The Candidate Experience

05/25/2011 08.58 EDT

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I am often asked to speak at events where my audience is comprised mainly of executives in transition. Sometimes these are employed professionals seeking better opportunities, but the majority of these individuals are, for one reason or another, unemployed. Invariably, at some point in the conversation, I feel the need to apologize for the way they are often treated by people in my profession. From the candidate perspective, working with retained executive search firms can be a frustrating process. I hear stories of candidates never getting feedback on interviews, communication that is intermittent at best, and a general sense that the individual is a commodity – and these stories are from the candidates who are actively working with a search firm on a real opportunity. For those who are trying to build a relationship within executive search, the stories are even bleaker. I haven’t done any grand research on the topic, but the general consensus I have gathered is that the executive search profession on the whole just doesn’t treat people very well; and in my mind, beyond the fact that its bad behavior, it’s also just plain bad for business. We are extensions of our clients. How I treat a potential candidate will have a direct impact on that person’s perception of the company I represent. And, whether that executive ends up being a bona fide candidate for the position I am seeking to fill, they will remain a potential customer or business partner for my...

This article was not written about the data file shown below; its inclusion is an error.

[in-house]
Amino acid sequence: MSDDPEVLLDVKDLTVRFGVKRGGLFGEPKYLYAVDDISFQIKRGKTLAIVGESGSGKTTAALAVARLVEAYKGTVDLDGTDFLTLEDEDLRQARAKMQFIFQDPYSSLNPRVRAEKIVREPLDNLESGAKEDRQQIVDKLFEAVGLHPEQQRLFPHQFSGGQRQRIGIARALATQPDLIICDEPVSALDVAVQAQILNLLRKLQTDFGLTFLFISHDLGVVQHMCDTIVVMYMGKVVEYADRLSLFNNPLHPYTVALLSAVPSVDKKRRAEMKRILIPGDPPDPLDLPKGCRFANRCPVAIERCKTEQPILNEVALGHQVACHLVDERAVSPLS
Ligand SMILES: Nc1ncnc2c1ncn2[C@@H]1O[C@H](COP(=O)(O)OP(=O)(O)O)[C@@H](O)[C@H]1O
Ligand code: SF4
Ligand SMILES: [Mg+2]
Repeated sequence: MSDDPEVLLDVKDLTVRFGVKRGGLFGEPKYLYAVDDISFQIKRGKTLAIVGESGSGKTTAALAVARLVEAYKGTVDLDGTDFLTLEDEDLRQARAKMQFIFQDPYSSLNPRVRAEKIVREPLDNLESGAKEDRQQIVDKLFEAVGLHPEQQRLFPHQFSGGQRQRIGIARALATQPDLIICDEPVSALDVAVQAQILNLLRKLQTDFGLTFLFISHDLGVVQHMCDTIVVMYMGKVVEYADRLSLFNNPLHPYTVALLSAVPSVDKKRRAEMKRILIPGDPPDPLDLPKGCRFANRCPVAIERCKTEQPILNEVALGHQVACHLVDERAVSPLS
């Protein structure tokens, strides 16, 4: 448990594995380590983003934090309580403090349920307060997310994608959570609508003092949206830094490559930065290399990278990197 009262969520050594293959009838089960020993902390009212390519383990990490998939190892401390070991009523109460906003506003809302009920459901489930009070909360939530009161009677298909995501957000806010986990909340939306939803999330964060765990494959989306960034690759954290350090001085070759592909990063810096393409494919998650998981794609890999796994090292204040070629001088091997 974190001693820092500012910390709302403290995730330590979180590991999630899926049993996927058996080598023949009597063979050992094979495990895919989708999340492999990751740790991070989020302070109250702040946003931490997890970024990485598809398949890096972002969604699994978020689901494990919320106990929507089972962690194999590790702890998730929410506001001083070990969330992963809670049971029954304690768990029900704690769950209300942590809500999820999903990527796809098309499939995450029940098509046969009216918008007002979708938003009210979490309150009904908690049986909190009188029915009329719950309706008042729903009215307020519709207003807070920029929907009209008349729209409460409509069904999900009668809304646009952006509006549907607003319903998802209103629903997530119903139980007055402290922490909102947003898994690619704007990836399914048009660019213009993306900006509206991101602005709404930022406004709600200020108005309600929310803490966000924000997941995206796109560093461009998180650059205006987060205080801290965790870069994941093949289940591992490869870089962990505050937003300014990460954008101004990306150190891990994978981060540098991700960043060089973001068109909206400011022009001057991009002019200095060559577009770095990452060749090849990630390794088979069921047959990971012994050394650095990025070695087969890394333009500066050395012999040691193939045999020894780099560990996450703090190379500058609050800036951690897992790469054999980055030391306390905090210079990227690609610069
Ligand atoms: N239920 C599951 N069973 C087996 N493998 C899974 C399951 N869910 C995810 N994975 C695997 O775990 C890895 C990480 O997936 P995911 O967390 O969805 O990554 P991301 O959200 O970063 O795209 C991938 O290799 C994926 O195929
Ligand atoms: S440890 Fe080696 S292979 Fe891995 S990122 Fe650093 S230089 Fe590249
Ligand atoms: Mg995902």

Replacing Executives When They Leave…

05/17/2011 10.54 EDT

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Where are the reinforcements? I was looking at some data this week about searches performed in our firm over the past five years.  What I saw supported something we have been seeing in the retained executive search business since the start of the Great Recession. Five years ago, about 80% of our search assignments were initiated to replace executives who had left their jobs for some reason.  It might be retirement, relocation, promotion.  Some were lured away for better jobs in different companies.  But whatever the reason, the job was open and the company needed to fill it.  Some years, 90% of our assignments were to fill vacated jobs. Last year, 60% of our work was done to fill a vacant role, while 40% was for newly created positions.  So far this year the trend is continuing, with assignments for new roles outpacing replacement roles. So what does it mean? During the recession, many companies froze their hiring, people did not retire and “stars” were not answering recruiter’s calls.  When a job did open up, the company often divvied up the position’s responsibilities between other executives or let the number two person take over or just made due.  Whatever the strategy, the result was the same – fewer people were doing more work.  Still, with all the depressing economic news, no one was about to complain.  Employers didn’t have to tell people “You’re lucky to have a job”.  Employees were saying that to themselves. Now we are...